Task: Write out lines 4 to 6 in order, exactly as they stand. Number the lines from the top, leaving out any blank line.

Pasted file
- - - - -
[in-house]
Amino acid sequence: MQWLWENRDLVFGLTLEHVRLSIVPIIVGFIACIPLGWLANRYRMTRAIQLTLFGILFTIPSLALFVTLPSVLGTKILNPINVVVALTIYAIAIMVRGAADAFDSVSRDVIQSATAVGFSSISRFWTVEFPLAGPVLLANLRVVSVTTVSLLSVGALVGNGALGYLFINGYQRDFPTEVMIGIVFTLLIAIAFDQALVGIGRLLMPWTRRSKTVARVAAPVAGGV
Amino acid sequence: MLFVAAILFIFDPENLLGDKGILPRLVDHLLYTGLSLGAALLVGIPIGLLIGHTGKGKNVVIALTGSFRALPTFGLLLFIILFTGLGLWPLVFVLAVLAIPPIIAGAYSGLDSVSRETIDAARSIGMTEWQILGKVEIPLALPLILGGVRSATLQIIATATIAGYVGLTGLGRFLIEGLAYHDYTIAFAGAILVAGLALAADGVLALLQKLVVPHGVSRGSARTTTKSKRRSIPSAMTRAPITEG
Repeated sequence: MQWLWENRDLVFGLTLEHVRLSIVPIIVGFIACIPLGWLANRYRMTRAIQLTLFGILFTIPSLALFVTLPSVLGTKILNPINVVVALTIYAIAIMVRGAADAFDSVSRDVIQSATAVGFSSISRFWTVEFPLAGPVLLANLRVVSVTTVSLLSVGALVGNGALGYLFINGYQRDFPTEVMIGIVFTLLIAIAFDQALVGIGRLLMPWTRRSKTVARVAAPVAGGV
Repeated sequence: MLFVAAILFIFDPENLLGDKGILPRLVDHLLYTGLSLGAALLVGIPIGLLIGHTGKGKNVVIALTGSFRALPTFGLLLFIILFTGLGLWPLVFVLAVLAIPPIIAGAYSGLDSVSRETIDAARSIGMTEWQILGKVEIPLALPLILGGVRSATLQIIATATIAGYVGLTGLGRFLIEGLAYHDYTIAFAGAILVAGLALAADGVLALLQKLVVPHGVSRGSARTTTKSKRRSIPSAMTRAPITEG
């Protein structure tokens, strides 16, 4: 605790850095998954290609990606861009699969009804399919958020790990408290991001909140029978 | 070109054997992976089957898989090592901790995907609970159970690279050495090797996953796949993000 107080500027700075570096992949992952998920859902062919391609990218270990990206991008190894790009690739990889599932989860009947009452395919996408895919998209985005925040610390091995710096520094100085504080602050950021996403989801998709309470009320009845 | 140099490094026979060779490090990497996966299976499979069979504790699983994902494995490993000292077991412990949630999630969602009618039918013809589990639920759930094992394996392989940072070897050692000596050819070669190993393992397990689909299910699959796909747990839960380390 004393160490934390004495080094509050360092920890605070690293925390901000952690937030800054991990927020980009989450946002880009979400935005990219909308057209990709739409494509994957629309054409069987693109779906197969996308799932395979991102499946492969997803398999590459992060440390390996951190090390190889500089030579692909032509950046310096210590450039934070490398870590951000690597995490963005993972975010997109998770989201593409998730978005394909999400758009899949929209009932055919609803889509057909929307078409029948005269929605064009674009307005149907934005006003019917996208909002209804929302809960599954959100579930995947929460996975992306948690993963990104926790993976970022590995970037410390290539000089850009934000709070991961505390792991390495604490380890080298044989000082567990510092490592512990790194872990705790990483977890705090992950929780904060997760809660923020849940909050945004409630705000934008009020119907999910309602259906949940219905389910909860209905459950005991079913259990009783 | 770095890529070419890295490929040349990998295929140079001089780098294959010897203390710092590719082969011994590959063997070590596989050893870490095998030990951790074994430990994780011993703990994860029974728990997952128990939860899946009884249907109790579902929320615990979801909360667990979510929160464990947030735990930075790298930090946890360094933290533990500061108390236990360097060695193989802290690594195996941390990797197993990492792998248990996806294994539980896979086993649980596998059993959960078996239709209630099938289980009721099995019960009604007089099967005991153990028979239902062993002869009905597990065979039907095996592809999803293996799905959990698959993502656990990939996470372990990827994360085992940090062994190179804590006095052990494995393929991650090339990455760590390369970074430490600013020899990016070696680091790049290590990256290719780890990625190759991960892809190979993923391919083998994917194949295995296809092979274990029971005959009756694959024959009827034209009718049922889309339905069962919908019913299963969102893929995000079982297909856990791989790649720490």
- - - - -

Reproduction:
Repeated sequence: MQWLWENRDLVFGLTLEHVRLSIVPIIVGFIACIPLGWLANRYRMTRAIQLTLFGILFTIPSLALFVTLPSVLGTKILNPINVVVALTIYAIAIMVRGAADAFDSVSRDVIQSATAVGFSSISRFWTVEFPLAGPVLLANLRVVSVTTVSLLSVGALVGNGALGYLFINGYQRDFPTEVMIGIVFTLLIAIAFDQALVGIGRLLMPWTRRSKTVARVAAPVAGGV
Repeated sequence: MLFVAAILFIFDPENLLGDKGILPRLVDHLLYTGLSLGAALLVGIPIGLLIGHTGKGKNVVIALTGSFRALPTFGLLLFIILFTGLGLWPLVFVLAVLAIPPIIAGAYSGLDSVSRETIDAARSIGMTEWQILGKVEIPLALPLILGGVRSATLQIIATATIAGYVGLTGLGRFLIEGLAYHDYTIAFAGAILVAGLALAADGVLALLQKLVVPHGVSRGSARTTTKSKRRSIPSAMTRAPITEG
């Protein structure tokens, strides 16, 4: 605790850095998954290609990606861009699969009804399919958020790990408290991001909140029978 | 070109054997992976089957898989090592901790995907609970159970690279050495090797996953796949993000 107080500027700075570096992949992952998920859902062919391609990218270990990206991008190894790009690739990889599932989860009947009452395919996408895919998209985005925040610390091995710096520094100085504080602050950021996403989801998709309470009320009845 | 140099490094026979060779490090990497996966299976499979069979504790699983994902494995490993000292077991412990949630999630969602009618039918013809589990639920759930094992394996392989940072070897050692000596050819070669190993393992397990689909299910699959796909747990839960380390 004393160490934390004495080094509050360092920890605070690293925390901000952690937030800054991990927020980009989450946002880009979400935005990219909308057209990709739409494509994957629309054409069987693109779906197969996308799932395979991102499946492969997803398999590459992060440390390996951190090390190889500089030579692909032509950046310096210590450039934070490398870590951000690597995490963005993972975010997109998770989201593409998730978005394909999400758009899949929209009932055919609803889509057909929307078409029948005269929605064009674009307005149907934005006003019917996208909002209804929302809960599954959100579930995947929460996975992306948690993963990104926790993976970022590995970037410390290539000089850009934000709070991961505390792991390495604490380890080298044989000082567990510092490592512990790194872990705790990483977890705090992950929780904060997760809660923020849940909050945004409630705000934008009020119907999910309602259906949940219905389910909860209905459950005991079913259990009783 | 770095890529070419890295490929040349990998295929140079001089780098294959010897203390710092590719082969011994590959063997070590596989050893870490095998030990951790074994430990994780011993703990994860029974728990997952128990939860899946009884249907109790579902929320615990979801909360667990979510929160464990947030735990930075790298930090946890360094933290533990500061108390236990360097060695193989802290690594195996941390990797197993990492792998248990996806294994539980896979086993649980596998059993959960078996239709209630099938289980009721099995019960009604007089099967005991153990028979239902062993002869009905597990065979039907095996592809999803293996799905959990698959993502656990990939996470372990990827994360085992940090062994190179804590006095052990494995393929991650090339990455760590390369970074430490600013020899990016070696680091790049290590990256290719780890990625190759991960892809190979993923391919083998994917194949295995296809092979274990029971005959009756694959024959009827034209009718049922889309339905069962919908019913299963969102893929995000079982297909856990791989790649720490």